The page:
The very last thing in the world students heading out into summer vacation want to think about right now is the fact they'll have to go back to school in a few months. Parents, however, know the back-to-school season is coming, and they're the ones Dell is pitching its "tailored line-up of Inspiron laptops" to, including Dell's first Inspiron Ultrabook model, the 14z.
Dell is calling its new Inspiron One 2320 all-in-one PC the "ultimate stay-connected desktop for families" equally suited for hammering away at homework assignments, keeping track of expenditures, and for watching movies and music. Pitching the homework angle might prove a tough selling point for school age kids, even if it makes mom and pop smile, but there's plenty more you can do with it.
Dell decided it was time to revamp its wardrobe and the first thing to go were those old digs the OEM's consumer laptops were known to sport (Studio series notwithstanding). The new Inspiron 13z and 14z laptops bring a fresh look to the table, along with an ultrathin profile and second generation Intel Core processor options of the i3 and i5 variety.
It's still too early to call it a 'Fusion frenzy,' but we are seeing an increasing number of notebooks being built around AMD's Fusion platform. One of the newest entries is Dell's M102z ultraportable. The M102z rocks an AMD E-350 processor with AMD Radeon HD 6310 graphics and a slightly-larger-than-netbook 11.6-inch screen.
The Inspiron M501R And M5030 laptops have more in common than just their AMD processors. Both the laptops boast a 15.6-inch display, 4GB of RAM and 320GB hard drive (up to 500GB). To boot, both carry sub-$1000 price tags. However, the M501R ($799.99) packs a heavier punch with a quad-core Phenom N930 processor and ATI Mobility Radeon HD550 graphics. The M5030 features an AMD Athlon II P320 processor and Mobility Radeon HD425 graphics.
In what Dell describes as "fashion meets function," the OEM has introduced an octuplet of color configurations for its refreshed Inspiron desktop line. That's more than what's found in some crayon boxes and includes Piano Black, Pure White, True Blue, Formula Red, Tangerine Orange, Spring Green, Plum Purple, and Promise Pink. The Promise Pink is a collaboration with Susan G. Komen for the Cure program to fight breast cancer - for every Promise Pink laptop or Mini Dell sells, it donates $5 to the cause.
The colorful Inspiron desktop line also includes a wide range of processor selections, such as Intel's Celeron, Core 2 Duo, and Core 2 Quad, and AMD's Sempron, Athlon, and Phenom X4 CPUs. Other configuration options include integrated Intel graphics or discrete ATI Radeon graphics, up to 8GB of memory, up to 750GB of storage on the slim tower and up to 1TB on the mini-tower, optional 19-in-1 media card reader, optional HDMI port, 6 USB 2.0 ports, and dual optical drive options.
Dell says its new slim and mini-tower Inspiron desktops debut today in China, with U.S. availability expected this spring starting at $299.
For the most part, netbooks have nipped at the heels of standard notebooks in terms of price, with some models running upwards for $500. Consumers have been willing to pay the premium for an ultra-portable, low-power PC, but weren't these things supposed to ultra-affordable, too?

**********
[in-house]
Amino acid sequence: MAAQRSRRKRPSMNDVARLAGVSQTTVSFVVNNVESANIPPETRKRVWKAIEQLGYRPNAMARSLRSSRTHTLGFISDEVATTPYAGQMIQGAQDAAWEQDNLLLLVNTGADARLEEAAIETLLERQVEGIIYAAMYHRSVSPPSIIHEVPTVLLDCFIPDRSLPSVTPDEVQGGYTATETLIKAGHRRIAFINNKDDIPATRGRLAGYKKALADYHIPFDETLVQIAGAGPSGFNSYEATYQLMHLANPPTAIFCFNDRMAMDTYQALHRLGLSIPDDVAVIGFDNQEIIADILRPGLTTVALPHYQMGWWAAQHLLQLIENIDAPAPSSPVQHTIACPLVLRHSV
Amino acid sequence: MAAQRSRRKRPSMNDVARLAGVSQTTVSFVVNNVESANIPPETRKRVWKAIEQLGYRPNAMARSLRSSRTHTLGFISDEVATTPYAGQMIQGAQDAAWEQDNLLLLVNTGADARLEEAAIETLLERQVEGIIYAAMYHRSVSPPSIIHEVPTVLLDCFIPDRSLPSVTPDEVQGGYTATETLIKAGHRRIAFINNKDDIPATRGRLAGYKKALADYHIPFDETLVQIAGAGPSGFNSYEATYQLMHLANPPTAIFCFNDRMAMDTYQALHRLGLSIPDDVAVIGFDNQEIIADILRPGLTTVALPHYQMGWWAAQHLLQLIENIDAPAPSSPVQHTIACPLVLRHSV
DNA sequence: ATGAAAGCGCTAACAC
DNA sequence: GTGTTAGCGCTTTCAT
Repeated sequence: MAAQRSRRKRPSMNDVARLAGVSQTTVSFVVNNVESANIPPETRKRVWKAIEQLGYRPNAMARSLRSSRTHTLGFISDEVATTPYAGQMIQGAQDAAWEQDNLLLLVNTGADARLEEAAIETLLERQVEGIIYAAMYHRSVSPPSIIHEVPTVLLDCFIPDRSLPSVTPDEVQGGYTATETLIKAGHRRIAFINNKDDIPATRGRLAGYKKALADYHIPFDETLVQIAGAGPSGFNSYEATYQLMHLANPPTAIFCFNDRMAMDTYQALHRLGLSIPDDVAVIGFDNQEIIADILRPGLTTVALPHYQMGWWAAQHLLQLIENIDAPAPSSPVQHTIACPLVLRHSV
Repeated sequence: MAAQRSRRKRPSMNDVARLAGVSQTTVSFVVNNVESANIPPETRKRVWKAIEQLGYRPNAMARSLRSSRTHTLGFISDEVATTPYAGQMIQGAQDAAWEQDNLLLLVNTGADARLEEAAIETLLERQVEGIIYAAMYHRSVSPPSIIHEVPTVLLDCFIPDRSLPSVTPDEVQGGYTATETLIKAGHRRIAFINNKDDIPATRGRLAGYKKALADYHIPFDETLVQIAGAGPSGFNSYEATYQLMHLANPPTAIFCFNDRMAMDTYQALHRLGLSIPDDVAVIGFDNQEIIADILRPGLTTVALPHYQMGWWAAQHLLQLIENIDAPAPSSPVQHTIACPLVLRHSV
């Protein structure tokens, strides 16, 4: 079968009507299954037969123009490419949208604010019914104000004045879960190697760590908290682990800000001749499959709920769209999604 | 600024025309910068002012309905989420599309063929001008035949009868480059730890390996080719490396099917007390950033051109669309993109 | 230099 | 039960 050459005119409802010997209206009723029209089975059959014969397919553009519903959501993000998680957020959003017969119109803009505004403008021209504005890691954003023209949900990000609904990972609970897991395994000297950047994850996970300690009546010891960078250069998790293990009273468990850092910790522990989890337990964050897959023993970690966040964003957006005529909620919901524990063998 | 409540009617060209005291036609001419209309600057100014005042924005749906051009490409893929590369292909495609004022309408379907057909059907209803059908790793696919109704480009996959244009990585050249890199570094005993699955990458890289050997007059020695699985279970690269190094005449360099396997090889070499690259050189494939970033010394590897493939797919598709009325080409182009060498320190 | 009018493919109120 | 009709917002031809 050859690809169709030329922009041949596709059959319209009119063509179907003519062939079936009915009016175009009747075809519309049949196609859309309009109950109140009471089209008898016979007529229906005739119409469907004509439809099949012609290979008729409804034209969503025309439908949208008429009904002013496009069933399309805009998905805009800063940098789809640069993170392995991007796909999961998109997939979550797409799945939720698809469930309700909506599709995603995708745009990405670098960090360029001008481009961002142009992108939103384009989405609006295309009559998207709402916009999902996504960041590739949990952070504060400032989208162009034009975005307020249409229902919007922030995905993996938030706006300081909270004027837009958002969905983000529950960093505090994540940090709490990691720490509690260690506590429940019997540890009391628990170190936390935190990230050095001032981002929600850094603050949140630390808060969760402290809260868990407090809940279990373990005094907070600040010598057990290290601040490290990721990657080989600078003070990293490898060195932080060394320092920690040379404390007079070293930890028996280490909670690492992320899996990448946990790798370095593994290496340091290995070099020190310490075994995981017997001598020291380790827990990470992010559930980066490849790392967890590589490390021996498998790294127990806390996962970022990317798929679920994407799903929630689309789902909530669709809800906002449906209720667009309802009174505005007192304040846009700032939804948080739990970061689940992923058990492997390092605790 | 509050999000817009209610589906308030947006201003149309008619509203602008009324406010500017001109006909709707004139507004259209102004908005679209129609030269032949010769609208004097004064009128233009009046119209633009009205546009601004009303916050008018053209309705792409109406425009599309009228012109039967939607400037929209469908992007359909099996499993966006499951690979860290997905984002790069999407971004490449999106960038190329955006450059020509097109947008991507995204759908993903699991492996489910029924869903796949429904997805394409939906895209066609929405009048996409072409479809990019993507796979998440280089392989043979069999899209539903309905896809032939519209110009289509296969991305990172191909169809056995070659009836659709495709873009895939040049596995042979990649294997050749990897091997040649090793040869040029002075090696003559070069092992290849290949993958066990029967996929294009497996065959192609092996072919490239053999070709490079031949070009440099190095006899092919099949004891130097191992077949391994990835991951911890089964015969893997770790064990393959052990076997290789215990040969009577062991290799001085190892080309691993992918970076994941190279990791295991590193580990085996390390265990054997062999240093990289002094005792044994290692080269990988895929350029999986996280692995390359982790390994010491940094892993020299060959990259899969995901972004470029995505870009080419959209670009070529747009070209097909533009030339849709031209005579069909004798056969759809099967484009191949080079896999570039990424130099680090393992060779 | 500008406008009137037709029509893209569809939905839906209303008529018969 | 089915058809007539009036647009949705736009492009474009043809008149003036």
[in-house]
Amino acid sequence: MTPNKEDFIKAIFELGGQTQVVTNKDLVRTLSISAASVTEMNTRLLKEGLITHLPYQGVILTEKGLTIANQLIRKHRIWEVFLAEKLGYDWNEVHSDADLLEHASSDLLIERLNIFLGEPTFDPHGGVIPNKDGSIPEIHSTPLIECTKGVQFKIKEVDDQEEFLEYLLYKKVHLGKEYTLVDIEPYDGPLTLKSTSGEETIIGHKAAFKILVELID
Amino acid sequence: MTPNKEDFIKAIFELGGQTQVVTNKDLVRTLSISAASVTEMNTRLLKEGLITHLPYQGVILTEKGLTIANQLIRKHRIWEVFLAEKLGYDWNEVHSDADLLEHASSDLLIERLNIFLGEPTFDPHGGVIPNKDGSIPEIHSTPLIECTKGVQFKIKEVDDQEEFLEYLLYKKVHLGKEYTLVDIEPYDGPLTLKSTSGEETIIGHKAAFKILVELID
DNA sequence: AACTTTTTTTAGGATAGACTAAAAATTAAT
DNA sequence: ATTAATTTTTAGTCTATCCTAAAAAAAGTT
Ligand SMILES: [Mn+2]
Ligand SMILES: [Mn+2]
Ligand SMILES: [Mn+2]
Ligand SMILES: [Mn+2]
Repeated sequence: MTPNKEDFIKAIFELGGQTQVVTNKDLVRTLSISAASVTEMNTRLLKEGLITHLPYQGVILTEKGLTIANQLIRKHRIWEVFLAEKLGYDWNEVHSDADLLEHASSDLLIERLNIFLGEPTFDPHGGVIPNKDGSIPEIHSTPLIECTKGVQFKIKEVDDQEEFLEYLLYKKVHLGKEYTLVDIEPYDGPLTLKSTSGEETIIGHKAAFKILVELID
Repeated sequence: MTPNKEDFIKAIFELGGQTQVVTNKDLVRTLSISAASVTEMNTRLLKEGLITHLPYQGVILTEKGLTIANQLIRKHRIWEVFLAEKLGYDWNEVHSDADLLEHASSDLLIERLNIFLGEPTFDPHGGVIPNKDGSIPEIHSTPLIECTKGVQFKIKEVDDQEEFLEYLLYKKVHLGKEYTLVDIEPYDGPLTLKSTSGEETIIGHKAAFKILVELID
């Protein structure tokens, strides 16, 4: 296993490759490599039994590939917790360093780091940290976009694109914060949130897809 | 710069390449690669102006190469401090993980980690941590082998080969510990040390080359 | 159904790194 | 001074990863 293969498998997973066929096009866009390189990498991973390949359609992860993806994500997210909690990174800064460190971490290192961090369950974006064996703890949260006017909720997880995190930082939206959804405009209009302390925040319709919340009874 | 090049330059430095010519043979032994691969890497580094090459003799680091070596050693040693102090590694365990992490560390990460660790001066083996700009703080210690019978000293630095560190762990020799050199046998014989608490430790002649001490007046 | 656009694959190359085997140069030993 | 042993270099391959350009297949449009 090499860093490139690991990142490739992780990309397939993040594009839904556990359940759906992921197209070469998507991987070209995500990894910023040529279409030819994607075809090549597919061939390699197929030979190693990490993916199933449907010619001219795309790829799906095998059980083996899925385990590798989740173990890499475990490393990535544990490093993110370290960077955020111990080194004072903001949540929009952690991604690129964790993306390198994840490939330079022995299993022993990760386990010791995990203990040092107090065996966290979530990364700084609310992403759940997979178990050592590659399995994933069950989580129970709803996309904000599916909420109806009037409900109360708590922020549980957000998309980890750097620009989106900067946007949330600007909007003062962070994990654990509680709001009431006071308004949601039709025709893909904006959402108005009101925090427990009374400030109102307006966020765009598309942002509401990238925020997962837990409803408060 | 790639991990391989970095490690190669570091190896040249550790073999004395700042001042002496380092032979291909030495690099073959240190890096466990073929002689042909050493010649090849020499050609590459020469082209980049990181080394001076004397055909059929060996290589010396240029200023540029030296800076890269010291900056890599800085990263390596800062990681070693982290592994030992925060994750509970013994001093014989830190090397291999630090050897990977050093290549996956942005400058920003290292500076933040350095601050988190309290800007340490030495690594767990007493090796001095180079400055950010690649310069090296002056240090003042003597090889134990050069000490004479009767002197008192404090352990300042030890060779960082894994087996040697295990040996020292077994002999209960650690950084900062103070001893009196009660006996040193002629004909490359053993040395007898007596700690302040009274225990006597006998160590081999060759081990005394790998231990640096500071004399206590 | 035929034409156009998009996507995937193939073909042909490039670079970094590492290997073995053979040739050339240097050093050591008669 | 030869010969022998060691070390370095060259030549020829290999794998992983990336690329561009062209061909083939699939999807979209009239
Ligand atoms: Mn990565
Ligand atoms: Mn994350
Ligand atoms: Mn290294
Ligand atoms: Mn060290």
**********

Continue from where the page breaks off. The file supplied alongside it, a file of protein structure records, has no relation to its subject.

Dell says yes, who now offers the Inspiron Mini 9n for just shy of two C-notes. On the outside, the Mini 9n comes with a glossy 8.9-inch LED display with a 1024x600 resolution and 'Obsidian Black' chassis. Underneath the hood sits a familiar Intel Atom N270 processor (1.6GHz, 512KB cache, 533MHz frontside bus), 512MB of DDR2-533, a 4GB SSD, Intel GMA 950 graphics, WiFi, and Ubuntu 8.04.1 pre-installed.
For a little more oomph, the standard Mini 9 runs $100 more and trades in Ubuntu for Windows XP, beefs up the RAM to 1GB, and doubles the SSD storage capacity to 8GB.
First unveiled last month during CES, there has been some question as to when Dell's Inspiron Mini 10 netbook would actually ship. Two weeks ago, Paul Synott, one of Dell's UK representatives, said the Mini 10 would be released on February 27th, and that's beginning to look a lot more likely now that Dell has updated its website with a Mini 10 product page.
According to Dell, the Inspiron Mini 10 will come configurable with either an Intel Z520 (1.33GHz, 512K L2 cache, 533MHz frontside bus) or Z530 (1.6GHz, 512K L2 cache, 533MHz frontside bus) Atom processor, 1GB of DDR2-533MHz RAM, Intel GMA 500 graphics, 120GB or 160GB hard drive, WiFi, 1.3MP webcam, 3-in-1 card reader, and a 3-cell battery. On the software front, the Mini 10 will come with Windows XP Home w/ SP3.
Externally, Dell says its Mini 10 will sport a keyboard 92 percent the size of a standard laptop, along with a 10.1-inch glossy LED display with a 16:9 aspect ratio (1024x576). There will be six color options and five artist designs to choose from.
A couple weeks ago I received a Dell Inspiron 6400 from a friend of mine. I was told that he used Windex directly on the screen, which dripped into the bottom of the LCD (between the screen and the housing). It now has a small, permanent “white fire” pattern on the bottom-center of the LCD screen. It appears not to be a physical effect, as I cannot see it when the laptop is off, but I can see it even when the backlight is turned off. What should I do to fix my display?